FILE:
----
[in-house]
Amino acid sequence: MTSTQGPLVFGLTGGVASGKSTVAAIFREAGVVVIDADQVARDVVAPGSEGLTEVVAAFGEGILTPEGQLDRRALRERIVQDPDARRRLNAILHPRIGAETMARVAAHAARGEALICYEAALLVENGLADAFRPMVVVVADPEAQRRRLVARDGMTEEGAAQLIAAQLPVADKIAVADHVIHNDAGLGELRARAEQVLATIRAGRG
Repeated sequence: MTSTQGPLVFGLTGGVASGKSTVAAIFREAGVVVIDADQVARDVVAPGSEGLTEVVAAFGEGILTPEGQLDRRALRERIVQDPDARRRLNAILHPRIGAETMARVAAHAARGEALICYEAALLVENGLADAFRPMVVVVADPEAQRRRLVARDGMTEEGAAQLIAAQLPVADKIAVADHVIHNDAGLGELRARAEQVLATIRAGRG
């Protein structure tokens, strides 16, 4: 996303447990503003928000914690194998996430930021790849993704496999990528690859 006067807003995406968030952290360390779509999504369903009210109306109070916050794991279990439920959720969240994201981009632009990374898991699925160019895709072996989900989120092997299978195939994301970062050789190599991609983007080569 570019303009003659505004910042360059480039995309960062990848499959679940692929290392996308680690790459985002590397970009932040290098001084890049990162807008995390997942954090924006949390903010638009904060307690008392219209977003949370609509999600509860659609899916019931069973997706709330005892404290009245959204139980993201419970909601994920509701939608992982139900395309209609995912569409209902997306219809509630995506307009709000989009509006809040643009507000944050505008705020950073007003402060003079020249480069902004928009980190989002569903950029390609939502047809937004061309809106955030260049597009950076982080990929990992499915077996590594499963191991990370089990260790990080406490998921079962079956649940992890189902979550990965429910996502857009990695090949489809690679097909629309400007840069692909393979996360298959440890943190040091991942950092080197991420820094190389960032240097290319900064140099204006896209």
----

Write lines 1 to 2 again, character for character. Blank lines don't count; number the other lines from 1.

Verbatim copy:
[in-house]
Amino acid sequence: MTSTQGPLVFGLTGGVASGKSTVAAIFREAGVVVIDADQVARDVVAPGSEGLTEVVAAFGEGILTPEGQLDRRALRERIVQDPDARRRLNAILHPRIGAETMARVAAHAARGEALICYEAALLVENGLADAFRPMVVVVADPEAQRRRLVARDGMTEEGAAQLIAAQLPVADKIAVADHVIHNDAGLGELRARAEQVLATIRAGRG